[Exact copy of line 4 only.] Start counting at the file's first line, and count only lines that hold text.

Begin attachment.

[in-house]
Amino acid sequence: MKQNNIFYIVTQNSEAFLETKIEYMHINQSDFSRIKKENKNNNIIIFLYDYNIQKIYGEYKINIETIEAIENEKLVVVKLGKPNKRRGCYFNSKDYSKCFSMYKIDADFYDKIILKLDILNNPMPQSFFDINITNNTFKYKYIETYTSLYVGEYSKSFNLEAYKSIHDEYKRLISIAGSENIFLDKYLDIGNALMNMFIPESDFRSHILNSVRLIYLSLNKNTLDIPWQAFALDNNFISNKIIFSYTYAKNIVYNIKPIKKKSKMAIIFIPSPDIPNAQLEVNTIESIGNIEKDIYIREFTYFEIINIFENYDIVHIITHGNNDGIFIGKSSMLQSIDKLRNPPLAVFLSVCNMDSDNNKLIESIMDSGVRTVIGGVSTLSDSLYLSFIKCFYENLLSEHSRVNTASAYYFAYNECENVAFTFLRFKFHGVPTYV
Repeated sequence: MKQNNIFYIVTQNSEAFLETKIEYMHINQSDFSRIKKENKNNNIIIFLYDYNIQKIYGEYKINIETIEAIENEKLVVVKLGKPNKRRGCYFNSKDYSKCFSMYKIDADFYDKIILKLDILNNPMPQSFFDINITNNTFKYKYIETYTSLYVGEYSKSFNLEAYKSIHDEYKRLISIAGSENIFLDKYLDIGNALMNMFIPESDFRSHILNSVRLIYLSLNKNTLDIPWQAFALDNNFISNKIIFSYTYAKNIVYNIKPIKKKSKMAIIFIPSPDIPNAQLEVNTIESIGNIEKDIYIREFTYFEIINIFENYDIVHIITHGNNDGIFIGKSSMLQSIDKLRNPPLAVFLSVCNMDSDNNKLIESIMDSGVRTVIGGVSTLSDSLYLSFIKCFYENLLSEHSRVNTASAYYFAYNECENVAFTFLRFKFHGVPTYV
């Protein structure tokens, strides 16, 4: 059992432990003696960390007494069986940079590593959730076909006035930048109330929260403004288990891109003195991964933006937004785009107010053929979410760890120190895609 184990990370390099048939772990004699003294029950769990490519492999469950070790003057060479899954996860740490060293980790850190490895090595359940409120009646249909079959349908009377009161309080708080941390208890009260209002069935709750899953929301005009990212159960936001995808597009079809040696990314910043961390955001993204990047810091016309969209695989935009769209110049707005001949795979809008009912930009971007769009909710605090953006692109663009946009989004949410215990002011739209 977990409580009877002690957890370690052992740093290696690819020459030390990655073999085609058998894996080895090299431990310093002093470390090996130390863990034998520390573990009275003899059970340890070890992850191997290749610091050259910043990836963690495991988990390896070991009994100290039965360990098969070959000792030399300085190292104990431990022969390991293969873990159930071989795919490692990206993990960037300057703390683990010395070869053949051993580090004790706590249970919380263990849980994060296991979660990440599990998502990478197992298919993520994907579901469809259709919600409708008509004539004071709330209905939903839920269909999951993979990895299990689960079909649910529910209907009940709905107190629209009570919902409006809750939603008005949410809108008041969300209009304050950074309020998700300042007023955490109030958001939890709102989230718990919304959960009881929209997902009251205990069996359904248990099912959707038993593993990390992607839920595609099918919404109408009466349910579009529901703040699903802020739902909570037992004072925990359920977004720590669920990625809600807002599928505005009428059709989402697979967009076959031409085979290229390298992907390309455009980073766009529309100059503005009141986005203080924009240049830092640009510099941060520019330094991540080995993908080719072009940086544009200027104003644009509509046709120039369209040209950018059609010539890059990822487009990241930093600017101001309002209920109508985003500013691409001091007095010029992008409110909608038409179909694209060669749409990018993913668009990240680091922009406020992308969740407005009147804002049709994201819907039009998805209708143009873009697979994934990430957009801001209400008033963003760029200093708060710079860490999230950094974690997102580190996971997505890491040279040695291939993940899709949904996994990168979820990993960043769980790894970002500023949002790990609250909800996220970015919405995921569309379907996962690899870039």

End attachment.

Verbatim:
């Protein structure tokens, strides 16, 4: 059992432990003696960390007494069986940079590593959730076909006035930048109330929260403004288990891109003195991964933006937004785009107010053929979410760890120190895609 184990990370390099048939772990004699003294029950769990490519492999469950070790003057060479899954996860740490060293980790850190490895090595359940409120009646249909079959349908009377009161309080708080941390208890009260209002069935709750899953929301005009990212159960936001995808597009079809040696990314910043961390955001993204990047810091016309969209695989935009769209110049707005001949795979809008009912930009971007769009909710605090953006692109663009946009989004949410215990002011739209 977990409580009877002690957890370690052992740093290696690819020459030390990655073999085609058998894996080895090299431990310093002093470390090996130390863990034998520390573990009275003899059970340890070890992850191997290749610091050259910043990836963690495991988990390896070991009994100290039965360990098969070959000792030399300085190292104990431990022969390991293969873990159930071989795919490692990206993990960037300057703390683990010395070869053949051993580090004790706590249970919380263990849980994060296991979660990440599990998502990478197992298919993520994907579901469809259709919600409708008509004539004071709330209905939903839920269909999951993979990895299990689960079909649910529910209907009940709905107190629209009570919902409006809750939603008005949410809108008041969300209009304050950074309020998700300042007023955490109030958001939890709102989230718990919304959960009881929209997902009251205990069996359904248990099912959707038993593993990390992607839920595609099918919404109408009466349910579009529901703040699903802020739902909570037992004072925990359920977004720590669920990625809600807002599928505005009428059709989402697979967009076959031409085979290229390298992907390309455009980073766009529309100059503005009141986005203080924009240049830092640009510099941060520019330094991540080995993908080719072009940086544009200027104003644009509509046709120039369209040209950018059609010539890059990822487009990241930093600017101001309002209920109508985003500013691409001091007095010029992008409110909608038409179909694209060669749409990018993913668009990240680091922009406020992308969740407005009147804002049709994201819907039009998805209708143009873009697979994934990430957009801001209400008033963003760029200093708060710079860490999230950094974690997102580190996971997505890491040279040695291939993940899709949904996994990168979820990993960043769980790894970002500023949002790990609250909800996220970015919405995921569309379907996962690899870039």